108. Kaji K, Norrby K, Paca A, Mileikovsky M, Mohseni P, Woltjen K. Virus-free induction of pluripotency and subsequent excision of reprogramming factors. Nature. 2009;458(7239):771–5. doi:10.1038/nature07864.PubMed CentralPubMedView ArticleGoogle Scholar
  109. Yu J, Hu K, Smuga-Otto K, Tian S, Stewart R, Slukvin II, et al. Human induced pluripotent stem cells free of vector and transgene sequences. Science. 2009;324(5928):797–801. doi:10.1126/science.1172482.PubMed CentralPubMedView ArticleGoogle Scholar
  110. Kim D, Kim CH, Moon JI, Chung YG, Chang MY, Han BS, et al. Generation of human induced pluripotent stem cells by direct delivery of reprogramming proteins. Cell Stem Cell. 2009;4(6):472–6. doi:10.1016/j.stem.2009.05.005.PubMed CentralPubMedView ArticleGoogle Scholar
  111. Rhee YH, Ko JY, Chang MY, Yi SH, Kim D, Kim CH, et al. Protein-based human iPS cells efficiently generate functional dopamine neurons and can treat a rat model of Parkinson disease. J Clin Invest. 2011;121(6):2326–35. doi:10.1172/JCI45794.PubMed CentralPubMedView ArticleGoogle Scholar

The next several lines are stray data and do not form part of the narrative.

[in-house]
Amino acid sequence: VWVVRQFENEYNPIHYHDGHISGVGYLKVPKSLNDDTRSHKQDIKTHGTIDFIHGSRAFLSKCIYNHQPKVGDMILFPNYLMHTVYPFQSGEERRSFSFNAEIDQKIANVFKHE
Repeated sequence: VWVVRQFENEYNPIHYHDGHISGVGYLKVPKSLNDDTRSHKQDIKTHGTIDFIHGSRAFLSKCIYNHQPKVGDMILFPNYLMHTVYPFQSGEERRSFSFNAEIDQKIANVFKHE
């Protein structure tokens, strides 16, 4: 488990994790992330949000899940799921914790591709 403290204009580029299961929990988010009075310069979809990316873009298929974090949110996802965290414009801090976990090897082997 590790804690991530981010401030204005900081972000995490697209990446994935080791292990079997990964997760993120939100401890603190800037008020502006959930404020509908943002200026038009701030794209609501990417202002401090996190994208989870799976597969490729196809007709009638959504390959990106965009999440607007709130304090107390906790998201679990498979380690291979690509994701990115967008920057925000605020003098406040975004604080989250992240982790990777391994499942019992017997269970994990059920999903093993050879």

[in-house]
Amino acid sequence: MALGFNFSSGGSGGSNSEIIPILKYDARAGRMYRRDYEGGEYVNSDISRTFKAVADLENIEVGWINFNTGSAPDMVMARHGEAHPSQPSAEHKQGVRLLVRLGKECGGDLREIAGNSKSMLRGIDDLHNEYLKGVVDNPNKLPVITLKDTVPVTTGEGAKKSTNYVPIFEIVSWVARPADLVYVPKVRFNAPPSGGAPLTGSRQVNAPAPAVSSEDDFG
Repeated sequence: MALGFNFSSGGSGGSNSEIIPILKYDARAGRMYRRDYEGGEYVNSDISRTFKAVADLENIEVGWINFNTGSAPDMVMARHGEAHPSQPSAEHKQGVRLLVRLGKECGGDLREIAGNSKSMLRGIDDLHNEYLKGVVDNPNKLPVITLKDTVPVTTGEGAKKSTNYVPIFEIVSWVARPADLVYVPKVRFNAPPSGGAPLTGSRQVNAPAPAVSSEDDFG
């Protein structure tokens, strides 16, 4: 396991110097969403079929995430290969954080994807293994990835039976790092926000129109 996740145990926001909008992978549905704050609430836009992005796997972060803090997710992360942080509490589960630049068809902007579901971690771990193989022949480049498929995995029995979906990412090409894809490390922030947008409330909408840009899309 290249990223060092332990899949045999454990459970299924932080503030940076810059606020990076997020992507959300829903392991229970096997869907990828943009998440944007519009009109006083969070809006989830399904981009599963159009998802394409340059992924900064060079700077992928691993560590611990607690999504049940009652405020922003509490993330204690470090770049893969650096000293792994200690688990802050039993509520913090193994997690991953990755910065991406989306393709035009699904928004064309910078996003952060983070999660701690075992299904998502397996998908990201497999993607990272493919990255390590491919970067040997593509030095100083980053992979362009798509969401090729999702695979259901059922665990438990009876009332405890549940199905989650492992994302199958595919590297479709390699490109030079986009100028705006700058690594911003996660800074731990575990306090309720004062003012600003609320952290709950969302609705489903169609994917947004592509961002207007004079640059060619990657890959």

112. Maherali N, Sridharan R, Xie W, Utikal J, Eminli S, Arnold K, et al. Directly reprogrammed fibroblasts show global epigenetic remodeling and widespread tissue contribution. Cell Stem Cell. 2007;1(1):55–70. doi:10.1016/j.stem.2007.05.014.PubMedView ArticleGoogle Scholar
  113. Wernig M, Meissner A, Foreman R, Brambrink T, Ku M, Hochedlinger K, et al. In vitro reprogramming of fibroblasts into a pluripotent ES-cell-like state. Nature. 2007;448(7151):318–24. doi:10.1038/nature05944.PubMedView ArticleGoogle Scholar
  114. Nakagawa M, Koyanagi M, Tanabe K, Takahashi K, Ichisaka T, Aoi T, et al. Generation of induced pluripotent stem cells without Myc from mouse and human fibroblasts. Nat Biotechnol. 2008;26(1):101–6. doi:10.1038/nbt1374.PubMedView ArticleGoogle Scholar
  115. Muller LU, Daley GQ, Williams DA. Upping the ante: recent advances in direct reprogramming. Mol Ther. 2009;17(6):947–53. doi:10.1038/mt.2009.72.PubMed CentralPubMedView ArticleGoogle Scholar